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Updated: November 9, 2013 23:15 IST

From England, for the love of chess

P. K. Ajith Kumar
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Josh Barber, a London-based lawyer, has been religiously following world chess championship matches by going to the venues. He was at Hyatt Regency, Chennai, on Saturday for the opening game between Viswanathan Anand and Magnus Carlsen. Photo: R. Ragu
The Hindu Josh Barber, a London-based lawyer, has been religiously following world chess championship matches by going to the venues. He was at Hyatt Regency, Chennai, on Saturday for the opening game between Viswanathan Anand and Magnus Carlsen. Photo: R. Ragu

We have all heard of fans travelling the globe to see their favourite teams playing spectator sports like football and cricket.

You wouldn’t usually find someone doing the same for chess. Even the most fanatic of chess fans would simply follow the game on the internet. Little wonder, because, visually, nothing much happens in a game of chess: two guys sit across a table and push small pieces across the board at frequent intervals, showing very little emotion.

But Josh Barber, a London-based lawyer, has been religiously watching the world championship matches by going to the venues. 

On Saturday, he was at Hyatt Regency to watch the opening game between Viswanathan Anand and Magnus Carlsen. “I have been exchanging emails with the organisers for the past few months, so I could buy a ticket,” says Barber. “I was glad I could buy this ticket worth Rs. 2,500.”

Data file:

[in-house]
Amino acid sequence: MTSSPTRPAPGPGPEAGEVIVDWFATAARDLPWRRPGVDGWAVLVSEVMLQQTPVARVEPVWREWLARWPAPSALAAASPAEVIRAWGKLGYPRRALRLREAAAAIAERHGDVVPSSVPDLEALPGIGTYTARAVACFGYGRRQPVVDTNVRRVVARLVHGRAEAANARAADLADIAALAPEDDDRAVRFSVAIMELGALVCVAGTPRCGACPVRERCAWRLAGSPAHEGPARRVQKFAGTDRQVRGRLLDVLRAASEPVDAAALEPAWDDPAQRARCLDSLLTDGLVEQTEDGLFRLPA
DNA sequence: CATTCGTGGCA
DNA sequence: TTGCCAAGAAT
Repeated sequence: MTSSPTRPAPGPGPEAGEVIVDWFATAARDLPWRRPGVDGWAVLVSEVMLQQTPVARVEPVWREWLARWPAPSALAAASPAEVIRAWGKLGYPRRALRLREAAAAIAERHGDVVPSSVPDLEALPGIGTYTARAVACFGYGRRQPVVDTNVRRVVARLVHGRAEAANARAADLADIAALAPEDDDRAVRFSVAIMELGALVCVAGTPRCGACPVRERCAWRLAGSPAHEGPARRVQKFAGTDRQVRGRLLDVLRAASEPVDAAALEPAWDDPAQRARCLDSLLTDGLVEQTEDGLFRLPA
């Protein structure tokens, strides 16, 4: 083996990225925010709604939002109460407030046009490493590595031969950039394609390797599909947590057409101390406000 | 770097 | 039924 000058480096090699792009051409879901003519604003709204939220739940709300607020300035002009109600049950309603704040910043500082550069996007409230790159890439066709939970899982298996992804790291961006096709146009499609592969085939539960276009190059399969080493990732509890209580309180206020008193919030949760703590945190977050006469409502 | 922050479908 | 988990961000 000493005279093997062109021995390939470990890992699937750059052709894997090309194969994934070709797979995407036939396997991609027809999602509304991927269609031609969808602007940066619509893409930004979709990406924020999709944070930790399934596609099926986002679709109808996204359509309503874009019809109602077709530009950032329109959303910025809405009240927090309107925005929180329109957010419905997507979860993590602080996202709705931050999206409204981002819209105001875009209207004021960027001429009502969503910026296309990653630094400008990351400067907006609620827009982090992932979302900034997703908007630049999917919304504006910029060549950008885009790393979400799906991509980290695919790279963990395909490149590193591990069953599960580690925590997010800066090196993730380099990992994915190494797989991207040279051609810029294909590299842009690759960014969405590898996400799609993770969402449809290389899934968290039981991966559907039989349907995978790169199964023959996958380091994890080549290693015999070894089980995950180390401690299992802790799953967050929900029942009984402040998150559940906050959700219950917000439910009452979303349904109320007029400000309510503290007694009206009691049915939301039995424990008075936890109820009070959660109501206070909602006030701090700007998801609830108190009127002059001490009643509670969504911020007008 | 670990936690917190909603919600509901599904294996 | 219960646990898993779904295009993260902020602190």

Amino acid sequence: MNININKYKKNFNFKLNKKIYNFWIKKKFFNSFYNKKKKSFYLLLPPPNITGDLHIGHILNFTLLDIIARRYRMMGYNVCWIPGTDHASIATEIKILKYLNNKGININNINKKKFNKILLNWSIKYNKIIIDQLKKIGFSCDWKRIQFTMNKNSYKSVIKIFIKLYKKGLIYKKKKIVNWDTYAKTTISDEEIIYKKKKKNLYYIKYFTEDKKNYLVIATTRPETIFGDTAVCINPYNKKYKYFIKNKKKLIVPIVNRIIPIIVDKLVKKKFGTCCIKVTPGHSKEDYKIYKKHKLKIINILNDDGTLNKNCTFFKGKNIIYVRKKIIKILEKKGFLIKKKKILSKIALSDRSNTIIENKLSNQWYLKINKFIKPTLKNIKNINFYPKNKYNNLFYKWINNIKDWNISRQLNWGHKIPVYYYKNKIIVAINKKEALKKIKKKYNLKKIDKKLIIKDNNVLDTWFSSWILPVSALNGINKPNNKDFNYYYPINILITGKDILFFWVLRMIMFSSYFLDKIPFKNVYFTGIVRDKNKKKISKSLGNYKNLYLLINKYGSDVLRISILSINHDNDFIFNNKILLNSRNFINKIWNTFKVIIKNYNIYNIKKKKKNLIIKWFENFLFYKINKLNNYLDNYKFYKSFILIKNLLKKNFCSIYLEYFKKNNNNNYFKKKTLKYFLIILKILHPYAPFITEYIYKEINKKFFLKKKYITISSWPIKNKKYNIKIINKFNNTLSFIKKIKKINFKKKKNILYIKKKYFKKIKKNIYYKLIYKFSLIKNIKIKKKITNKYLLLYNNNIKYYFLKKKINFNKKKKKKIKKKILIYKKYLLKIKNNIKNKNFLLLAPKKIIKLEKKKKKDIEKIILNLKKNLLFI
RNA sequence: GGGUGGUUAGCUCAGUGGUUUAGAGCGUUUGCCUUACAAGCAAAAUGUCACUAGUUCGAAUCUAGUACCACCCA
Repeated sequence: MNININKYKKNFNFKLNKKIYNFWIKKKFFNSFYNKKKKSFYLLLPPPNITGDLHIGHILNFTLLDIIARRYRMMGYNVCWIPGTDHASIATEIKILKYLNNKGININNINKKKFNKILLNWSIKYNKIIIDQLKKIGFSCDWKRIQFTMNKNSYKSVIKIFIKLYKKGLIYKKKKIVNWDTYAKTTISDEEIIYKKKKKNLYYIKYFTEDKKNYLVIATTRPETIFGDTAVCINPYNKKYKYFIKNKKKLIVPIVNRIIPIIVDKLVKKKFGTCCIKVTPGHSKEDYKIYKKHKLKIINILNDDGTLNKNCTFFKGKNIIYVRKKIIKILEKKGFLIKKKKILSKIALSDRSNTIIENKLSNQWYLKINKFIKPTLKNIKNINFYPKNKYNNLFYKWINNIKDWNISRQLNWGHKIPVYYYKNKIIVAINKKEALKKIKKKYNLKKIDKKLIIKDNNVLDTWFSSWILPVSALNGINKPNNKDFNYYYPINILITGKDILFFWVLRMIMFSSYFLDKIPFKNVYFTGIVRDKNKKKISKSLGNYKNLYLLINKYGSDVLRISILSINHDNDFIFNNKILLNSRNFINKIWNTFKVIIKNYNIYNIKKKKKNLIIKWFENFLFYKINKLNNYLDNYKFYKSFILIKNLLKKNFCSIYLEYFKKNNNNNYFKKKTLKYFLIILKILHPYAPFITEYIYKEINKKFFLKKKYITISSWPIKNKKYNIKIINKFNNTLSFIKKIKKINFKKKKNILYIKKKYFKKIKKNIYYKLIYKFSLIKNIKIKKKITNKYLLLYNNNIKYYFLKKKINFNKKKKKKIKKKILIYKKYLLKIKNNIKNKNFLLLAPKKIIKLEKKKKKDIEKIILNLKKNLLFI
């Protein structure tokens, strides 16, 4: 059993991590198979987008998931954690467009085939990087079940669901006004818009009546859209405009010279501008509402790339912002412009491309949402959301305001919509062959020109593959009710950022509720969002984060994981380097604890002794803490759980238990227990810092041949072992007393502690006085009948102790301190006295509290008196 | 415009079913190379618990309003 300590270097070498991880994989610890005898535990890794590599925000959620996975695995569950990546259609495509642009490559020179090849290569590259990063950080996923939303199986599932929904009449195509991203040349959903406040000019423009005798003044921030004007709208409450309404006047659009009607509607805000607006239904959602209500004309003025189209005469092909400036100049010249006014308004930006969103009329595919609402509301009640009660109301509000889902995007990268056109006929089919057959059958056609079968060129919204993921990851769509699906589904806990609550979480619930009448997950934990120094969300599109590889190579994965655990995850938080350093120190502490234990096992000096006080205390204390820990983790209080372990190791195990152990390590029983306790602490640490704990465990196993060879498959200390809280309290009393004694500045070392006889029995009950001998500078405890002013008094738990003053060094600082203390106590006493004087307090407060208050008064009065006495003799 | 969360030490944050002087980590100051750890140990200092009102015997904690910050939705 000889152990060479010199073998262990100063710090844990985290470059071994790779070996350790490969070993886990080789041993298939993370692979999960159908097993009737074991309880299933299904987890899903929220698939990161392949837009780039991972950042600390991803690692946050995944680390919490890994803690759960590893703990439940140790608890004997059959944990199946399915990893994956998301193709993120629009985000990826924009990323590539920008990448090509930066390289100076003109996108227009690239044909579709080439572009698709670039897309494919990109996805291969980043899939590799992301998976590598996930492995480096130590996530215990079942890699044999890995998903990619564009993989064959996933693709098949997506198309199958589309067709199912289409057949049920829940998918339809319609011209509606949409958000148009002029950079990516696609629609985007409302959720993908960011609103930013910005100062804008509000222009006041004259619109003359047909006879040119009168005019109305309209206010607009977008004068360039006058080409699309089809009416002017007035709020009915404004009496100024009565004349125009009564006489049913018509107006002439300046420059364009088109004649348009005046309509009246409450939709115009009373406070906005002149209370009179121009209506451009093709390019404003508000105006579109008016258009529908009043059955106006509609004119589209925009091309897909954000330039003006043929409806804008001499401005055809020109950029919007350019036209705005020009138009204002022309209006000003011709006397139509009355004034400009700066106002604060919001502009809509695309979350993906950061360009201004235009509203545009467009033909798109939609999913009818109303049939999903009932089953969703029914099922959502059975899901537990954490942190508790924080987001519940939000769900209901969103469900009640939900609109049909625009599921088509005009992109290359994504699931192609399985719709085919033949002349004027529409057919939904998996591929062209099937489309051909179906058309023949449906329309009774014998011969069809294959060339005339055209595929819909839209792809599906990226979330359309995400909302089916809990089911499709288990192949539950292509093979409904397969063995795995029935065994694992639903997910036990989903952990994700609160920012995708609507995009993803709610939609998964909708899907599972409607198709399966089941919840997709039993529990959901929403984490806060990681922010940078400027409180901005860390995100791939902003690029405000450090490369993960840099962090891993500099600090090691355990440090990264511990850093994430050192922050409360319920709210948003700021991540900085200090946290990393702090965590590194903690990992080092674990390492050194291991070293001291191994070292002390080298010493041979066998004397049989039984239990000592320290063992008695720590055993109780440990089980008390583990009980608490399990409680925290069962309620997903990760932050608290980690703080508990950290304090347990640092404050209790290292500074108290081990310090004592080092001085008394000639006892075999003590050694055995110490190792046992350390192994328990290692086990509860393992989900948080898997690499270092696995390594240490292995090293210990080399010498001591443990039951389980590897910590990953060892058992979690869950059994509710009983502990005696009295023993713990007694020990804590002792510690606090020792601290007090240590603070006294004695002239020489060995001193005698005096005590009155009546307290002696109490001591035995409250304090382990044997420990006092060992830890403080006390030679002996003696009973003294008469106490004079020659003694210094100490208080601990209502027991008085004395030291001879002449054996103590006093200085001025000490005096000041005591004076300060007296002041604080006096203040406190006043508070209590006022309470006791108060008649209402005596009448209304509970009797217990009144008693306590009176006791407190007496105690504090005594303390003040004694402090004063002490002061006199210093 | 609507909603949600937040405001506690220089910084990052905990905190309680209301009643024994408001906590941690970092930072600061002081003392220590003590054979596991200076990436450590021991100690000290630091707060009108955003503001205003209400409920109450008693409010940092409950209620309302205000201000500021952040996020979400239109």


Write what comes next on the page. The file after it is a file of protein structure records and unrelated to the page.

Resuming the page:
The first time Barber watched Anand play in a world championship final was in 1995. “I had watched the game in which Anand beat Garry Kasparov in the PCA World Championship; you may remember it was the first decisive result of the match,” he says.

“Anand was fantastic in that game, but unfortunately he lost the match. I like Anand a lot; he is such a genial person. He is really a class act.”

Barber, who plays chess at the club level, says Anand might find it tough against Carlsen here. “Carlsen is a special player,” he says. “There is something magical about his chess. And he is really a superstar who has done wonders for the image of chess as a sport.”

Barber had seen Carlsen winning the Candidates tournament — the qualification event for the world title match — in London earlier this year.

“I was there when Vladimir Kramnik shocked Kasparov to win the Braingames World Championship in 2000 in London,” says Barber. “It feels great to have been able to attend another great match, here in Chennai.”

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